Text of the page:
ST. GEORGE – More mayors within Washington County may find themselves pulling double duty as they not only serve their prospective municipalities, but also occupy seats on the Board of Trustees for the Washington County Water Conservancy District. While officials with the Washington County Commission and water district see the move as something of a natural progression of the board’s future makeup, others aren’t so sure it’s a good idea.
“We’ve got two mayors now,” said Washington County Commissioner Alan Gardner, referring to St. George Mayor Dan McArthur and Hurricane Mayor Thomas Hirschi, who currently sit on the board. “We’ll potentially add more,” he said
Ron Thompson, WCWCD general manager, said more mayors/elected officials could likely be put on the board within the next six to 10 years. “(It’s) probably a natural progression,” he said.
In a nutshell, appointees to the WCWCD’s board of trustees help determine water district polices and water management planning and projects.
Appointments to the board are selected by the county commission. Gardner said a reason mayors are being considered “a little stronger” than other potential applicants is because it is believed they are more in tune with public needs. There is also an added level of accountability that comes with being an elected public servant, he said.
Appointees to the board tend to be long-lived in their positions, as water management is a long-term and complex business, Thompson said.
“It takes longer than two terms to understand the water system,” he said. A single term covers four years.
According to the WCWCD website, the longest-serving board member is Dennis Iverson. He was appointed to the position in 1992.
As authorized by state law, board members have never been elected. The reasoning behind this is that directly elected officials are potentially subject to political pressures and special interests. Water itself is not supposed to be used as a political tool according to the state.
Appointees can serve as long as necessarily, while elected officials can have a relatively short life span in comparison. As water management is seen as a long-term process, potentially short-term politicians may not be able to serve with the level of consistency needed to adequately address the county’s needs.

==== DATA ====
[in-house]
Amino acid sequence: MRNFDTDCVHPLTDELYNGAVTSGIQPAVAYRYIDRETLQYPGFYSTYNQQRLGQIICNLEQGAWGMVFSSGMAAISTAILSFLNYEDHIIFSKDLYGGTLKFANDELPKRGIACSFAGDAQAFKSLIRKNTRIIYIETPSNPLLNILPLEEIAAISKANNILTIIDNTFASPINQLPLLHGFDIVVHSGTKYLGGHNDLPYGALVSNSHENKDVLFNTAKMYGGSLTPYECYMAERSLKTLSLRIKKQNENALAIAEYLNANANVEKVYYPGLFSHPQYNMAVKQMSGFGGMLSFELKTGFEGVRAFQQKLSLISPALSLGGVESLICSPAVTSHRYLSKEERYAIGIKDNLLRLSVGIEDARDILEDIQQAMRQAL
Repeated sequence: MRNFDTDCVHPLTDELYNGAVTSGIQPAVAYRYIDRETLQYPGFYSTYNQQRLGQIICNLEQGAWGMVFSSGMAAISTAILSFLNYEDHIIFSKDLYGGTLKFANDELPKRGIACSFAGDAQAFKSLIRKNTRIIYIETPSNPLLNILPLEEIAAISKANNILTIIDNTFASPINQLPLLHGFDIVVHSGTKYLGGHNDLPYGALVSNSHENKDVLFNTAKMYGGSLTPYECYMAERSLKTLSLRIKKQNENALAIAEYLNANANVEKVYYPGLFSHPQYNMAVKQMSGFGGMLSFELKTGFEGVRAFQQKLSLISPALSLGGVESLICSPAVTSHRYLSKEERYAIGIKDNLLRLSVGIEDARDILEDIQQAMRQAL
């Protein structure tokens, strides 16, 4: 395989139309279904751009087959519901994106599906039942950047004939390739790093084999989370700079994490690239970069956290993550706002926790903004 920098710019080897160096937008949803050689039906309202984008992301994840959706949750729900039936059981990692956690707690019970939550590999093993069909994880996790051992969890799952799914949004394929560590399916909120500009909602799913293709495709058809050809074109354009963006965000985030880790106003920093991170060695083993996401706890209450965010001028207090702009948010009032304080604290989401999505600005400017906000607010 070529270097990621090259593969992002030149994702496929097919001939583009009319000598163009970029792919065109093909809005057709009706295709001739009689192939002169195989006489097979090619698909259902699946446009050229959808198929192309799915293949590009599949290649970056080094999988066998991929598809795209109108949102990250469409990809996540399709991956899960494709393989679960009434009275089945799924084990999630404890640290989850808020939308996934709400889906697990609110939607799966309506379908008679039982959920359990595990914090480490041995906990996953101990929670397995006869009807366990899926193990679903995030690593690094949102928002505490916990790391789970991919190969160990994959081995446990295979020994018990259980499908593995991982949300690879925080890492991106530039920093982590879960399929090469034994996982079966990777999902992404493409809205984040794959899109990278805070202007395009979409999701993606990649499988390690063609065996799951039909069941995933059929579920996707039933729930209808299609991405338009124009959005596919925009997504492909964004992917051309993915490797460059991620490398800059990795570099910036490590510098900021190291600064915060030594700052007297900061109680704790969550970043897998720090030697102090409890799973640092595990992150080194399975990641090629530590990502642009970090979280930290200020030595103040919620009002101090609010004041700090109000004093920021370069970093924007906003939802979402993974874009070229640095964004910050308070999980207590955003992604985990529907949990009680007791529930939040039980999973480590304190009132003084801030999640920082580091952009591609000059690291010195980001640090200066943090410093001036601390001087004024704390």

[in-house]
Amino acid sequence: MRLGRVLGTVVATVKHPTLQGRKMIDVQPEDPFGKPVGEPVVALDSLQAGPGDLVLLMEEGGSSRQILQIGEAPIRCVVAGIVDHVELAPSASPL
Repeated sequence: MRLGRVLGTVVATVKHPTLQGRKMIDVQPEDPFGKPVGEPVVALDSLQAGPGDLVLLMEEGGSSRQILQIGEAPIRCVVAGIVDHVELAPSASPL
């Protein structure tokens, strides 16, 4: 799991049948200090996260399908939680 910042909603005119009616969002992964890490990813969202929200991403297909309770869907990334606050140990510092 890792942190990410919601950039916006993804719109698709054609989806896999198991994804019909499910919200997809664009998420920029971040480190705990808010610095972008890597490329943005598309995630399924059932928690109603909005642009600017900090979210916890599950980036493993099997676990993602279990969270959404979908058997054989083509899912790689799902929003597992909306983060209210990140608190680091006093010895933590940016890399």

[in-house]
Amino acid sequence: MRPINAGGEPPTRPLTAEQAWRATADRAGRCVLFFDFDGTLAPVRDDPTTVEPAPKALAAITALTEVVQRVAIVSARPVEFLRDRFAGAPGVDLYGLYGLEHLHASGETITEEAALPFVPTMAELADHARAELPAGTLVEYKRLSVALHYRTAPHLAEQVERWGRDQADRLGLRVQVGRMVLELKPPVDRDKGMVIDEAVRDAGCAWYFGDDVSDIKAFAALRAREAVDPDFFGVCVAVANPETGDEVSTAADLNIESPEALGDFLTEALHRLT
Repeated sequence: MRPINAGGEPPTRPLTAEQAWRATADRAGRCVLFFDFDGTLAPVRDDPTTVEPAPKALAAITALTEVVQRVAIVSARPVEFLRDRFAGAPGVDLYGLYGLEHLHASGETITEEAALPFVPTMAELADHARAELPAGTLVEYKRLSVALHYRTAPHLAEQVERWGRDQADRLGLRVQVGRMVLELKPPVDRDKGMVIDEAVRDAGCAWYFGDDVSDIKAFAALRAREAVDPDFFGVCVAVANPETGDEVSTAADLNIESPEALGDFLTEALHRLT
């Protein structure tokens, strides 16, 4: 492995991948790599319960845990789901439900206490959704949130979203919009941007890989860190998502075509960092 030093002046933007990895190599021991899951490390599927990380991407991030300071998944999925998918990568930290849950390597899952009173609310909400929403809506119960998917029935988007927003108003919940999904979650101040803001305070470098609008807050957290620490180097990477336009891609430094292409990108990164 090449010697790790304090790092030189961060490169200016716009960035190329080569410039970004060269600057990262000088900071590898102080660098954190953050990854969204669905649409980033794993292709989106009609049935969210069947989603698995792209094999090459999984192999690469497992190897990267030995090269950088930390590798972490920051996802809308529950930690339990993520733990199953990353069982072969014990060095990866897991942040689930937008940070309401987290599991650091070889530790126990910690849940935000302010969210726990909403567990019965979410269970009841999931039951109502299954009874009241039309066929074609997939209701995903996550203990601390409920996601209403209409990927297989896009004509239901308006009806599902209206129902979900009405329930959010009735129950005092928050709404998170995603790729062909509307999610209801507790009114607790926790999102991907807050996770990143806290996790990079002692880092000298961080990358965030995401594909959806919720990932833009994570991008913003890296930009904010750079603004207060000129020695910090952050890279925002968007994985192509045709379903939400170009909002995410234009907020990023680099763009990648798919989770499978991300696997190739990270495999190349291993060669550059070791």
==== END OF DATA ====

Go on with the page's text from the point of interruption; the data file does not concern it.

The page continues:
Still, the fact the board members are not directly elected is a point of concern for some members of the community.
“People cry for elections so they can be heard,” Chris White said, White is a former county commissioner candidate and water board applicant. “They’re trying to justify why they don’t have an open process.”
When the terms of three trustees were set to expire at the end of last year, White, along with seven others, put in applications for the county commission to consider after public notice was given. While the applications were reviewed, none of the applicants were called for interviews. Instead, the three sitting board members were reappointed.
“Why didn’t the commission allow more public input on the board appointments?” White said.
As for appointing more mayors in the future, White said just because he voted for a mayor of his city, it doesn’t mean he votes for them to be on the water board too.
White said the first priority of any mayor will likely be their city – so what happens to the unincorporated areas of the county that do not have mayoral representation?
Though the county commission isn’t required to do so, it selects members of the board from different parts of the county to try and ensure a balanced level of geographic representation. Both Gardner and Thompson said area mayors can have an influence on which applicants are selected for their particular region of the county as well.
“The mayors in this county have always had a strong say in who goes on the board,” Thompson said.
Gardner said the idea of putting one of the county commissioners on the board has also been discussed.
Yet, what happens when a sitting board member, who also happens to be a mayor, isn’t reelected? Gardner said, “We’ll evaluate it as the terms rotate.”
White said he wondered when “new blood” would ever get onto the board of trustees.
“There is a no better example of the ‘good ole boys club’ than the water conservancy,” he said.
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